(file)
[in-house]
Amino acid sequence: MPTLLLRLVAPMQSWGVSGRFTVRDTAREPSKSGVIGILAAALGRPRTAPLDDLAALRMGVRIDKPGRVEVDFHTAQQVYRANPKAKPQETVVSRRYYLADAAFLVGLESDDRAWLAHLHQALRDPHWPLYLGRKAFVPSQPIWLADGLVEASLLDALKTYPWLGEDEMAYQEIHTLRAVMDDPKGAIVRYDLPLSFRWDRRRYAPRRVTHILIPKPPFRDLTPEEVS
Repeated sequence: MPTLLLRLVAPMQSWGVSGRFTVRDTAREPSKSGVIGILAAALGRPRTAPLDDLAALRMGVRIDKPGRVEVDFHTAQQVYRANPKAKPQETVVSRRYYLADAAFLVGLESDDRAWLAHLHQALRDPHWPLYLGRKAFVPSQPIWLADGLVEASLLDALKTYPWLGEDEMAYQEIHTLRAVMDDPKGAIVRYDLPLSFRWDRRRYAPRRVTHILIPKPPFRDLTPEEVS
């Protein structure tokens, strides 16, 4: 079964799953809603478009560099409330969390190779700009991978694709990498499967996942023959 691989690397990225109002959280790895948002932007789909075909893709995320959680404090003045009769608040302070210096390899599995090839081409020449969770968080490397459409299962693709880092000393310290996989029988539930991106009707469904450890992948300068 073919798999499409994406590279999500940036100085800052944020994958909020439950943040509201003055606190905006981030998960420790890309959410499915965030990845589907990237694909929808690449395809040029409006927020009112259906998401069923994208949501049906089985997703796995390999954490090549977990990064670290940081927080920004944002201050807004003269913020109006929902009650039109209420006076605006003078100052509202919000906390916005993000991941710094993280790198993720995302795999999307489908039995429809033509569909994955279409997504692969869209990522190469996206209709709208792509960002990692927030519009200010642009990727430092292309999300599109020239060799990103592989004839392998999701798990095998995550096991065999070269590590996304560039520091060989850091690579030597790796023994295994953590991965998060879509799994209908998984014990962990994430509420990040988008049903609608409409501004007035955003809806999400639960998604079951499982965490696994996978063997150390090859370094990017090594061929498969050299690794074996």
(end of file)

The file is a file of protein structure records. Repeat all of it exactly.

[in-house]
Amino acid sequence: MPTLLLRLVAPMQSWGVSGRFTVRDTAREPSKSGVIGILAAALGRPRTAPLDDLAALRMGVRIDKPGRVEVDFHTAQQVYRANPKAKPQETVVSRRYYLADAAFLVGLESDDRAWLAHLHQALRDPHWPLYLGRKAFVPSQPIWLADGLVEASLLDALKTYPWLGEDEMAYQEIHTLRAVMDDPKGAIVRYDLPLSFRWDRRRYAPRRVTHILIPKPPFRDLTPEEVS
Repeated sequence: MPTLLLRLVAPMQSWGVSGRFTVRDTAREPSKSGVIGILAAALGRPRTAPLDDLAALRMGVRIDKPGRVEVDFHTAQQVYRANPKAKPQETVVSRRYYLADAAFLVGLESDDRAWLAHLHQALRDPHWPLYLGRKAFVPSQPIWLADGLVEASLLDALKTYPWLGEDEMAYQEIHTLRAVMDDPKGAIVRYDLPLSFRWDRRRYAPRRVTHILIPKPPFRDLTPEEVS
């Protein structure tokens, strides 16, 4: 079964799953809603478009560099409330969390190779700009991978694709990498499967996942023959 691989690397990225109002959280790895948002932007789909075909893709995320959680404090003045009769608040302070210096390899599995090839081409020449969770968080490397459409299962693709880092000393310290996989029988539930991106009707469904450890992948300068 073919798999499409994406590279999500940036100085800052944020994958909020439950943040509201003055606190905006981030998960420790890309959410499915965030990845589907990237694909929808690449395809040029409006927020009112259906998401069923994208949501049906089985997703796995390999954490090549977990990064670290940081927080920004944002201050807004003269913020109006929902009650039109209420006076605006003078100052509202919000906390916005993000991941710094993280790198993720995302795999999307489908039995429809033509569909994955279409997504692969869209990522190469996206209709709208792509960002990692927030519009200010642009990727430092292309999300599109020239060799990103592989004839392998999701798990095998995550096991065999070269590590996304560039520091060989850091690579030597790796023994295994953590991965998060879509799994209908998984014990962990994430509420990040988008049903609608409409501004007035955003809806999400639960998604079951499982965490696994996978063997150390090859370094990017090594061929498969050299690794074996």